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Among the best-known techniques are radiocarbon dating, potassium–argon dating and uranium–lead dating.
The basic equation of radiometric dating requires that neither the parent nuclide nor the daughter product can enter or leave the material after its formation.For most radioactive nuclides, the half-life depends solely on nuclear properties and is essentially a constant.It is not affected by external factors such as temperature, pressure, chemical environment, or presence of a magnetic or electric field.For instance, carbon-14 has a half-life of 5,730 years.After an organism has been dead for 60,000 years, so little carbon-14 is left that accurate dating can not be established.In these cases, usually the half-life of interest in radiometric dating is the longest one in the chain, which is the rate-limiting factor in the ultimate transformation of the radioactive nuclide into its stable daughter.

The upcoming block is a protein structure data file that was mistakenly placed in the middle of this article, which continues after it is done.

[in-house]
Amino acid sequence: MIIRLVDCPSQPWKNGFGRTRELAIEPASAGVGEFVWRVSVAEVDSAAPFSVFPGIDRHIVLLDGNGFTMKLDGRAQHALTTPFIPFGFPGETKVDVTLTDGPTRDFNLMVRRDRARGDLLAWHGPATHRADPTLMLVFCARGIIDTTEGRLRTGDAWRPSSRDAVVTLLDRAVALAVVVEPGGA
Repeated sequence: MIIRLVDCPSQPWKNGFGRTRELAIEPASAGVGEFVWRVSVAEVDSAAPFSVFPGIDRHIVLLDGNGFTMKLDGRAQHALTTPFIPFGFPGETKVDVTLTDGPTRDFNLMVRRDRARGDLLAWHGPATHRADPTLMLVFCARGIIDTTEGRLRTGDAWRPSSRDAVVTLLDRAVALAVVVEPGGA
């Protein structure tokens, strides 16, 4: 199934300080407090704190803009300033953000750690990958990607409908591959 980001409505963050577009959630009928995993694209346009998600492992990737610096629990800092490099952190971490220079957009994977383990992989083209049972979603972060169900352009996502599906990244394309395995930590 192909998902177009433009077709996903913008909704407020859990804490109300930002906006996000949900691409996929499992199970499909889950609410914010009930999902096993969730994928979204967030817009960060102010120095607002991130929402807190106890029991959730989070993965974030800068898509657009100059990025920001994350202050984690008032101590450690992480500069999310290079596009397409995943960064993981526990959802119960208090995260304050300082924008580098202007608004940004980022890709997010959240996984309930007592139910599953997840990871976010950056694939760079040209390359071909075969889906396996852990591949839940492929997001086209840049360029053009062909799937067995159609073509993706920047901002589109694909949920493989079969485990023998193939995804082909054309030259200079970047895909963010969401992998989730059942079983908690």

Isotopic systems that have been exploited for radiometric dating have half-lives ranging from only about 10 years (e.g., tritium) to over 100 billion years (e.g., samarium-147).Precision is enhanced if measurements are taken on multiple samples from different locations of the rock body.Alternatively, if several different minerals can be dated from the same sample and are assumed to be formed by the same event and were in equilibrium with the reservoir when they formed, they should form an isochron. In uranium–lead dating, the concordia diagram is used which also decreases the problem of nuclide loss.Finally, correlation between different isotopic dating methods may be required to confirm the age of a sample.For example, the age of the Amitsoq gneisses from western Greenland was determined to be Accurate radiometric dating generally requires that the parent has a long enough half-life that it will be present in significant amounts at the time of measurement (except as described below under "Dating with short-lived extinct radionuclides"), the half-life of the parent is accurately known, and enough of the daughter product is produced to be accurately measured and distinguished from the initial amount of the daughter present in the material.Radiometric dating is also used to date archaeological materials, including ancient artifacts.